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Kucksdorf column paints Muslims with broad brush

To the editor:

In his June 15 column, Mr. Richard Kucksdorf advocated that the U.S. declare war on “radical jihadi Muslims.” In that piece, he seemed to be making three points: that the Islamic religion spurs its followers to violence; that radical jihadi Muslims are bent on killing anyone they can; and the U.S. should declare a borderless war against them.

To the first point, Islam is not the only religion that has violent passages in its scriptures. The Judeo-Christian scriptures are filled with calls to violence and killing. Even Jesus in John’s gospel advocates carrying a sword. Those scripture passages have been used to justify violence from Christians since the Crusades through the Holocaust, but that history is not a true expression of Christianity, and a few Muslims carrying out terrible acts of violence are not a true expression of Islam.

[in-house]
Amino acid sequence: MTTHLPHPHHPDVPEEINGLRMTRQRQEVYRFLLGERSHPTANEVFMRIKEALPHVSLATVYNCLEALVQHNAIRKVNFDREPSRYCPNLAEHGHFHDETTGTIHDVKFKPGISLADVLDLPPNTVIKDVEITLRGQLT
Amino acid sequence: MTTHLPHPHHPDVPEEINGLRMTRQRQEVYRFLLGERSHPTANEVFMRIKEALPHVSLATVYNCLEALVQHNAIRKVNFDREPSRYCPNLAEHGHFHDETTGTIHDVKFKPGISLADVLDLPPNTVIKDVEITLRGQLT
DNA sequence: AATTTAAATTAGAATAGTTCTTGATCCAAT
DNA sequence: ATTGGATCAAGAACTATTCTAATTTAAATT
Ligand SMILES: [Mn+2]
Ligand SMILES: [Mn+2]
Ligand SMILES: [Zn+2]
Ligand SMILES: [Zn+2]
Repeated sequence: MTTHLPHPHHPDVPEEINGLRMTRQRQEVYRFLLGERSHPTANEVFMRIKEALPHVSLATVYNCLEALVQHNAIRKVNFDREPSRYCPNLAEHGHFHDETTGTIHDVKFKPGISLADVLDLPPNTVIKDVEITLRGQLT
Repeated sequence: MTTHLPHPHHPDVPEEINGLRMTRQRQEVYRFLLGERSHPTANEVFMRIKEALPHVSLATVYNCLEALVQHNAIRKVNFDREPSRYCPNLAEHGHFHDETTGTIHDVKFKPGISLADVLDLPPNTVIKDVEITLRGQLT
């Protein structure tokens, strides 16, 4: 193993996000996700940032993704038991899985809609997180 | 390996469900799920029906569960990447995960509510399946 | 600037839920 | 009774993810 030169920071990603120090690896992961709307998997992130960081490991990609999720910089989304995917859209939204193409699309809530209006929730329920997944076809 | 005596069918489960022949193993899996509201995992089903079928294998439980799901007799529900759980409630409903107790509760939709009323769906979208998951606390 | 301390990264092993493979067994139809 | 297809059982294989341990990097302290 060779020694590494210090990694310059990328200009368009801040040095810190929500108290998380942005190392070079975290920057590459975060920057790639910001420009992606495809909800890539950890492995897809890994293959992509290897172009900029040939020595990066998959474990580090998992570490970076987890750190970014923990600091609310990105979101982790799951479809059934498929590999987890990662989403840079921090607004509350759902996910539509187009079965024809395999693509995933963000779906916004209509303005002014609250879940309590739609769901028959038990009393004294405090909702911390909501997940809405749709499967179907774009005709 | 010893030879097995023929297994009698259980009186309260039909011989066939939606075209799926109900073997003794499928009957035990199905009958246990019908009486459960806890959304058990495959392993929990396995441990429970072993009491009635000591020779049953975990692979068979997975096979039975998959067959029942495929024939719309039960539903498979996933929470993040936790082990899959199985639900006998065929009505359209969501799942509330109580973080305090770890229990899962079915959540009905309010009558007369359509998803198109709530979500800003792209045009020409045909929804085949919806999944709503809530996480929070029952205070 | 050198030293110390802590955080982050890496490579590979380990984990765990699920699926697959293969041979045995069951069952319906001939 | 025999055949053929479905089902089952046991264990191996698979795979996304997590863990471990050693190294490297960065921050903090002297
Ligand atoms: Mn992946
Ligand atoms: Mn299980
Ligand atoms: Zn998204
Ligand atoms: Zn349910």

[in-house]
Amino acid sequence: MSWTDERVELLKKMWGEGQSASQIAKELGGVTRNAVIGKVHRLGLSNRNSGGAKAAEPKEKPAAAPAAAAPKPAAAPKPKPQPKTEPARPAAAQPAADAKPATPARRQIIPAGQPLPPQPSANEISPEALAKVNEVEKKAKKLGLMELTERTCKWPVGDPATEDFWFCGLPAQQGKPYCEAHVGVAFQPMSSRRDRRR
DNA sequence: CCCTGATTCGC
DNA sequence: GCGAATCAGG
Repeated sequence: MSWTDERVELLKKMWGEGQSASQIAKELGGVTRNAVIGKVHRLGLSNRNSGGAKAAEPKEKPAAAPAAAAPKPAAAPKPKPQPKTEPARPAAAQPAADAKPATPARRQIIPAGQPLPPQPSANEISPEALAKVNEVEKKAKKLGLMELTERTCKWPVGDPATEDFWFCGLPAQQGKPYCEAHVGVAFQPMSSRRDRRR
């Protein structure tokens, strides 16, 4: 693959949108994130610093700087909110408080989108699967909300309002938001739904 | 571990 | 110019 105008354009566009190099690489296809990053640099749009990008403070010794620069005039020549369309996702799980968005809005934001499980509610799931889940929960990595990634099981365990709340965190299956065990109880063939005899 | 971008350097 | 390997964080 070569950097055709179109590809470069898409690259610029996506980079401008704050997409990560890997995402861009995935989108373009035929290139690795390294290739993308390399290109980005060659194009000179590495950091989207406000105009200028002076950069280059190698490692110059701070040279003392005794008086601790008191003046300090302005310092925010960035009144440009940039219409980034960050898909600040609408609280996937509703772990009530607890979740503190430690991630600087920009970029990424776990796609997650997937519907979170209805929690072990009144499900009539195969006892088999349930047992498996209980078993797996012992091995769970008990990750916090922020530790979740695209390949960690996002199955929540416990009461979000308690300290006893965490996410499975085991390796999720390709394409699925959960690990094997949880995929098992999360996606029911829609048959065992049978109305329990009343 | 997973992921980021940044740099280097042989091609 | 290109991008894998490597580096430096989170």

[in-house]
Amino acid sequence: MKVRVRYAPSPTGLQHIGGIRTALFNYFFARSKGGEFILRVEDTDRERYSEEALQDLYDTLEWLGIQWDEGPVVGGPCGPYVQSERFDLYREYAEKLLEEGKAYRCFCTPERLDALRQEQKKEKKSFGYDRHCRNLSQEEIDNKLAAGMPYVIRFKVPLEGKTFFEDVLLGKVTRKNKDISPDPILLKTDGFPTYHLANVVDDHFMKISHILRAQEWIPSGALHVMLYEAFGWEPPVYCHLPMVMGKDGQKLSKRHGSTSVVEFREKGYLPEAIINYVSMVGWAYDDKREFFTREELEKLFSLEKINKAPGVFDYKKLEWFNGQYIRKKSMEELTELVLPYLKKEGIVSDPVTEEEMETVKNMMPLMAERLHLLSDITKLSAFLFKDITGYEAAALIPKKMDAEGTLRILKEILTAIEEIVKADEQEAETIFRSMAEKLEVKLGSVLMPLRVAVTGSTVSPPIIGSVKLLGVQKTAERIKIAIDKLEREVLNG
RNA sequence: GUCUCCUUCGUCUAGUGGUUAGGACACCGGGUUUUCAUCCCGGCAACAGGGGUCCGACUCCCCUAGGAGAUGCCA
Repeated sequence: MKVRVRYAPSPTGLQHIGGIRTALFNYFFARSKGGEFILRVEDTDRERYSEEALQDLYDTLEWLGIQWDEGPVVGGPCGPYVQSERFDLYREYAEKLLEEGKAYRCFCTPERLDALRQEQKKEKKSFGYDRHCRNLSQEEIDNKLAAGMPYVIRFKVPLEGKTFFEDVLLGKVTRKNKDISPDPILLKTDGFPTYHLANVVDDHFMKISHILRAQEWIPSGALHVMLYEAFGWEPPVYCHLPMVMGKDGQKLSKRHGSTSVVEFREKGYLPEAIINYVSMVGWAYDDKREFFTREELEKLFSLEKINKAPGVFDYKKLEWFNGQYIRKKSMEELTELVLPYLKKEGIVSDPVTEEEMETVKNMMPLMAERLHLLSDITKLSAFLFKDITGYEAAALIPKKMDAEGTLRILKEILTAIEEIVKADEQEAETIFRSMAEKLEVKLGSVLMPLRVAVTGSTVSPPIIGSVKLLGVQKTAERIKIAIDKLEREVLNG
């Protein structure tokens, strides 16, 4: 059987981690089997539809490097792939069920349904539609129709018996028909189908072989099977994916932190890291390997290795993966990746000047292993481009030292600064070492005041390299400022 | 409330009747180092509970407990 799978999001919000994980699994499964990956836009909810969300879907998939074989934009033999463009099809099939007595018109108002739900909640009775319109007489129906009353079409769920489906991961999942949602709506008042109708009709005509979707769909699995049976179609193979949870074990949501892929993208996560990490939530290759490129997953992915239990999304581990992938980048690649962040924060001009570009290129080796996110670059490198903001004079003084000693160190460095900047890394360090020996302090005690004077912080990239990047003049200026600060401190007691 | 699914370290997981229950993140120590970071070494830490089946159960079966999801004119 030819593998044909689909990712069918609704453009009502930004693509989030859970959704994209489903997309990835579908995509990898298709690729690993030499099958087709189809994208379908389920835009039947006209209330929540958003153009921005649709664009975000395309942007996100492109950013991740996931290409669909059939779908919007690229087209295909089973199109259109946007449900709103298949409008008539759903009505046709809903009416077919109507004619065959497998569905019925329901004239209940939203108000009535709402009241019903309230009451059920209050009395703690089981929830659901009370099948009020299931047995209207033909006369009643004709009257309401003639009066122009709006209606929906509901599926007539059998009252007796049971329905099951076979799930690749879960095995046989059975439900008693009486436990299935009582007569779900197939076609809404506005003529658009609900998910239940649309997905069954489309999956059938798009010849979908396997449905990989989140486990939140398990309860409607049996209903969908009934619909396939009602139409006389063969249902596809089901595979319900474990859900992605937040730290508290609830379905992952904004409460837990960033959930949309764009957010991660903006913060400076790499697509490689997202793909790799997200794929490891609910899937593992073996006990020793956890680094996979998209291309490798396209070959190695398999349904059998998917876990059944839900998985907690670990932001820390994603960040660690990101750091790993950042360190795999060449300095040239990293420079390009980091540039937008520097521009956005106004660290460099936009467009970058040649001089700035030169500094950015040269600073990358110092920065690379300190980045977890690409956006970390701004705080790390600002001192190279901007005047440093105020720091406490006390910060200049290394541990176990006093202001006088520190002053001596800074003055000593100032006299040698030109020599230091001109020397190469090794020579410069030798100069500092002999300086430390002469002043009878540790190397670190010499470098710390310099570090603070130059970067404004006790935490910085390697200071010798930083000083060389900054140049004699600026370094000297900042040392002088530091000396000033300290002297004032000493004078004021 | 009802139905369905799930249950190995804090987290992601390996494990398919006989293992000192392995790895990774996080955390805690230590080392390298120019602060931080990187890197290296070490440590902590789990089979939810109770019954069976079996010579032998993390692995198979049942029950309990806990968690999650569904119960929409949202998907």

To his second point, he writes that “America has seen plenty of attacks within our borders by radical jihadi Muslims,” but even Mr. Kucksdorf acknowledges that Muslims suffer the most from acts of violence in the name of Islam. The U.S. response to the Sept. 11 attacks — the war in Afghanistan — has resulted in over 30,000 civilian Afghan deaths. A violent response to violence creates more violence.

To his third point, a borderless war covering the globe would be a terrible mistake. First, it would only make matters worse. The war in Iraq (built on the falsehood that weapons of mass destruction were in Iraq), led to the deaths of hundreds of thousands of people and created instability that helped give rise to groups like ISIS. An unending, borderless war would only embolden people committed to violence. It would alienate desperate people who simply want to survive but would inevitably be caught up in the crossfire, much as they were in Iraq.

Second, we can never eradicate “radical jihadi Muslims” by killing all of them. We can only “win” such a confrontation by working with the countries and the people who are desperately poor and who fear America because of our actions in places like Iraq. In doing so, we undercut the support for violence by giving people a hopeful and peaceful alternative.

Mr. Kucksdorf writes that “I am not saying Muslims are bad.” Unfortunately, I believe his column as a whole may have the opposite effect, feeding discrimination and fear against Muslims.

Dan Robinson,

Shawano